E-commerce has changed the way the world does business, offering even the smallest enterprises and solo entrepreneurs 24 hour-a-day access to customers from around the globe. While the opportunities are substantial, if you’ve created a successful e-commerce store, you know how much work and dedication it takes to flourish in this highly competitive environment. But if you’re focused exclusively on managing supply chains and acquiring new clientele, you may be forgetting something: planning for your business’s future.
Posted on November 5, 2018
If this sounds like you, you’re not alone: according to a recent survey, nearly 60% of small business owners do not have a succession plan in place. While some of the survey’s respondents said that they were simply too busy, many associated succession planning with leaving the business that they’ve created. Succession planning, however, doesn’t mean that you’re intending to step away from your business. Just the opposite, in fact: having a succession plan provides the owner of an e-commerce business with the flexibility to stay involved with their creation for as long as they like, in the capacity that they prefer. Moreover, a solid business succession plan ensures that your loved ones, who may rely on the income generated by your e-commerce business, can continue to do so even after you’re gone.
If you’re ready to start planning, here are a few things to consider:
Do You Have A Potential Successor?
E-commerce business models offer owners a number of benefits, including low operating expenses. For example, you can sell thousands of products each month without renting a large retail space. Also, e-commerce businesses can be run successfully with a limited staff. And we do mean limited: all you need is a laptop, a cell phone, a website, and perhaps a virtual assistant.
While the ability to operate a lean business is great, e-commerce brands are often highly owner-dependent. In other words, without the owner running the day-to-day, the business would likely cease to exist. Needless to say, this presents challenges when it comes to succession planning.
The key question is how you see the business carrying on if you’re unable to manage it. If there is an employee or family member that you believe has the interest and ability to take your business into the future, it’s best to start preparing them sooner rather than later. If not, selling your stake in the business, and providing a cash inheritance to your loved ones, may be the best course of action.
Selling Your Share
Successful e-commerce businesses have built unique brands with loyal followings. In other words, even if you run a dropshipping site (which doesn’t have physical inventory), your name and customer base are valuable assets. And there is no shortage of investors looking to purchase a ready-made, established e-commerce brand. The critical question is valuation. While there are a number of ways to value a business, e-commerce brands are a bit different than traditional brick and mortar stores. For instance, in addition to revenue and expenses, the value of an e-commerce business is affected by:
- Web Traffic: The number of people that visit your site each month, including whether your traffic is primarily paid or organic. Businesses with a strong organic search volume will enjoy a significant increase in valuation.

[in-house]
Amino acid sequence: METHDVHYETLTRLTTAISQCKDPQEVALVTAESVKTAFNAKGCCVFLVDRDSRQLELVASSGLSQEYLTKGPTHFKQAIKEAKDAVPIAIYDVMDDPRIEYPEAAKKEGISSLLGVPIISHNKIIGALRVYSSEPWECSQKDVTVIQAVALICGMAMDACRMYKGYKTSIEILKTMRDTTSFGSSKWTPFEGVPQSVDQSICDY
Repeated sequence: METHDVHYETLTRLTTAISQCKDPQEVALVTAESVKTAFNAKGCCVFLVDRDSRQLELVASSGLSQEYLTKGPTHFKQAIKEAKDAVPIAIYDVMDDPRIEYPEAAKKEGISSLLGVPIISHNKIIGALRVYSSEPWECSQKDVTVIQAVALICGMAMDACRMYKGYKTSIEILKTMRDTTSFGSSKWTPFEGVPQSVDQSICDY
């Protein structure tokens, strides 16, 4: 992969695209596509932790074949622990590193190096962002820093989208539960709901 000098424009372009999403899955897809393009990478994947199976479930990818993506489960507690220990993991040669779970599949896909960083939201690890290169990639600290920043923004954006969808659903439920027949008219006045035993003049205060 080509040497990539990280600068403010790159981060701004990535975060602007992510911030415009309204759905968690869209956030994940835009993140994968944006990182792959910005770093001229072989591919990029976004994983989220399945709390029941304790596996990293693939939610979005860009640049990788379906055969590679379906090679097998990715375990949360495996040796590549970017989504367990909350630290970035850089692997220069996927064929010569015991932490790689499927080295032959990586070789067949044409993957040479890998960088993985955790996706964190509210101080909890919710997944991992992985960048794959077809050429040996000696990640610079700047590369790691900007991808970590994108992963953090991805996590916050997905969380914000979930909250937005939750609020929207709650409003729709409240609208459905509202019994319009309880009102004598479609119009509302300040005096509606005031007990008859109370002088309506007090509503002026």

- Supplier Agreements: While developing your e-commerce brand, you’ve cultivated relationships with a range of suppliers. Are they willing to continue to do business with a new owner under similar terms?</li
- Customer Acquisition Cost: A buyer will pay close attention to how you attract new customers, your conversion percentage, and what the cost of acquiring a new customer is.
- Mailing List: Email marketing and retargeting are one of the most effective ways to drive new sales. Potential buyers will pay a premium for an established contact list.
Business Planning Documents
Whether you’ve chosen a successor or would prefer your e-commerce business be sold once you are unable to run it, you’ll need to provide the next owner with the information they need to seamlessly step into your shoes. While the documents you should include depend largely on the nature and size of your business, any e-commerce succession plan should include:
- Organizational Chart: A list of staff members, including job descriptions and responsibilities.
- Strategic Plan: An outline of your goals for the business and context regarding past strategic decisions.
- Standard Operating Procedures: A detailed description of how you operate core aspects of your business, such as marketing or new product acquisition.
Usernames and Passwords
E-commerce business owners can easily have dozens of important login credentials for a range of essential services. While password management tools like Google’s Password Manager or Apple’s Keychain can be lifesavers, it’s best not to rely solely on them. Consider making a copy of your login information on a password-protected flash drive or giving your estate planning attorney a sealed envelope containing your password list. And, when creating your list, don’t neglect the less obvious services your e-commerce business depends on, like stock photo sites or Wordpress plugin subscriptions.
Business succession planning isn’t just about the wellbeing of your e-commerce brand; it’s also about ensuring that you and your loved ones obtain maximum value from your entrepreneurial endeavors. So whether you have an e-commerce startup or an established digital brand, if you haven’t created a succession plan, the best time to start preparing for the future is now.